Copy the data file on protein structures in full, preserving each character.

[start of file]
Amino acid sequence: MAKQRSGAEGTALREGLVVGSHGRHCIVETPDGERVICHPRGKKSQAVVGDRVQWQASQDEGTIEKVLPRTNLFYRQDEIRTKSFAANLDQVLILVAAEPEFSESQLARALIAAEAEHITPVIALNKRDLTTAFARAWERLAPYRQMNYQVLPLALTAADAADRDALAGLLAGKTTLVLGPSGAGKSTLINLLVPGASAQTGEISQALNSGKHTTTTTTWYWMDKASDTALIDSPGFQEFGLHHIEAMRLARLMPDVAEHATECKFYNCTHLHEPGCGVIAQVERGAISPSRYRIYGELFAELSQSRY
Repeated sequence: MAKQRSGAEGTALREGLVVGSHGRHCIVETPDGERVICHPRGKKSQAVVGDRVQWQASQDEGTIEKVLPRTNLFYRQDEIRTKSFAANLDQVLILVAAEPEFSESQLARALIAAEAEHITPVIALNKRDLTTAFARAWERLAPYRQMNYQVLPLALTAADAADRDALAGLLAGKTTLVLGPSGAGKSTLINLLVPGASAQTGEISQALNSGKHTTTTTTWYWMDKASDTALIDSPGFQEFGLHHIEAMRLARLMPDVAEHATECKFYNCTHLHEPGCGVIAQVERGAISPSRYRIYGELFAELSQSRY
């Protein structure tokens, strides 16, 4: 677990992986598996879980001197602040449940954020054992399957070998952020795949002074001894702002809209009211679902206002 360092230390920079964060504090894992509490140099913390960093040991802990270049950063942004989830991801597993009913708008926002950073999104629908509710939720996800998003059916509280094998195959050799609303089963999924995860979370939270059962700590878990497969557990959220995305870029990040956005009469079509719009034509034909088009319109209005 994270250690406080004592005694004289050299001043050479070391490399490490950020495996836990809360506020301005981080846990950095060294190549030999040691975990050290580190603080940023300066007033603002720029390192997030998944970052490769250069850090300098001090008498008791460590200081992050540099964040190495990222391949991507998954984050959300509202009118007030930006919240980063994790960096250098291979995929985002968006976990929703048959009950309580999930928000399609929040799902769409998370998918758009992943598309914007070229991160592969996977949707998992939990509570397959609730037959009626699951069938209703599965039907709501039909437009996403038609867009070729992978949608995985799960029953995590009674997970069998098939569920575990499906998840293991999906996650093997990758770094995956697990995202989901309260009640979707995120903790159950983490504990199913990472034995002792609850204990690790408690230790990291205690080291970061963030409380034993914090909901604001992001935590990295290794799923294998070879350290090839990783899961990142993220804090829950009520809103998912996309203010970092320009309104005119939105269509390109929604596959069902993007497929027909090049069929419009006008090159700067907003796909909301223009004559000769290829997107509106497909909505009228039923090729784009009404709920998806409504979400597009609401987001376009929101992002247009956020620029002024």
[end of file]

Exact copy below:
Amino acid sequence: MAKQRSGAEGTALREGLVVGSHGRHCIVETPDGERVICHPRGKKSQAVVGDRVQWQASQDEGTIEKVLPRTNLFYRQDEIRTKSFAANLDQVLILVAAEPEFSESQLARALIAAEAEHITPVIALNKRDLTTAFARAWERLAPYRQMNYQVLPLALTAADAADRDALAGLLAGKTTLVLGPSGAGKSTLINLLVPGASAQTGEISQALNSGKHTTTTTTWYWMDKASDTALIDSPGFQEFGLHHIEAMRLARLMPDVAEHATECKFYNCTHLHEPGCGVIAQVERGAISPSRYRIYGELFAELSQSRY
Repeated sequence: MAKQRSGAEGTALREGLVVGSHGRHCIVETPDGERVICHPRGKKSQAVVGDRVQWQASQDEGTIEKVLPRTNLFYRQDEIRTKSFAANLDQVLILVAAEPEFSESQLARALIAAEAEHITPVIALNKRDLTTAFARAWERLAPYRQMNYQVLPLALTAADAADRDALAGLLAGKTTLVLGPSGAGKSTLINLLVPGASAQTGEISQALNSGKHTTTTTTWYWMDKASDTALIDSPGFQEFGLHHIEAMRLARLMPDVAEHATECKFYNCTHLHEPGCGVIAQVERGAISPSRYRIYGELFAELSQSRY
């Protein structure tokens, strides 16, 4: 677990992986598996879980001197602040449940954020054992399957070998952020795949002074001894702002809209009211679902206002 360092230390920079964060504090894992509490140099913390960093040991802990270049950063942004989830991801597993009913708008926002950073999104629908509710939720996800998003059916509280094998195959050799609303089963999924995860979370939270059962700590878990497969557990959220995305870029990040956005009469079509719009034509034909088009319109209005 994270250690406080004592005694004289050299001043050479070391490399490490950020495996836990809360506020301005981080846990950095060294190549030999040691975990050290580190603080940023300066007033603002720029390192997030998944970052490769250069850090300098001090008498008791460590200081992050540099964040190495990222391949991507998954984050959300509202009118007030930006919240980063994790960096250098291979995929985002968006976990929703048959009950309580999930928000399609929040799902769409998370998918758009992943598309914007070229991160592969996977949707998992939990509570397959609730037959009626699951069938209703599965039907709501039909437009996403038609867009070729992978949608995985799960029953995590009674997970069998098939569920575990499906998840293991999906996650093997990758770094995956697990995202989901309260009640979707995120903790159950983490504990199913990472034995002792609850204990690790408690230790990291205690080291970061963030409380034993914090909901604001992001935590990295290794799923294998070879350290090839990783899961990142993220804090829950009520809103998912996309203010970092320009309104005119939105269509390109929604596959069902993007497929027909090049069929419009006008090159700067907003796909909301223009004559000769290829997107509106497909909505009228039923090729784009009404709920998806409504979400597009609401987001376009929101992002247009956020620029002024």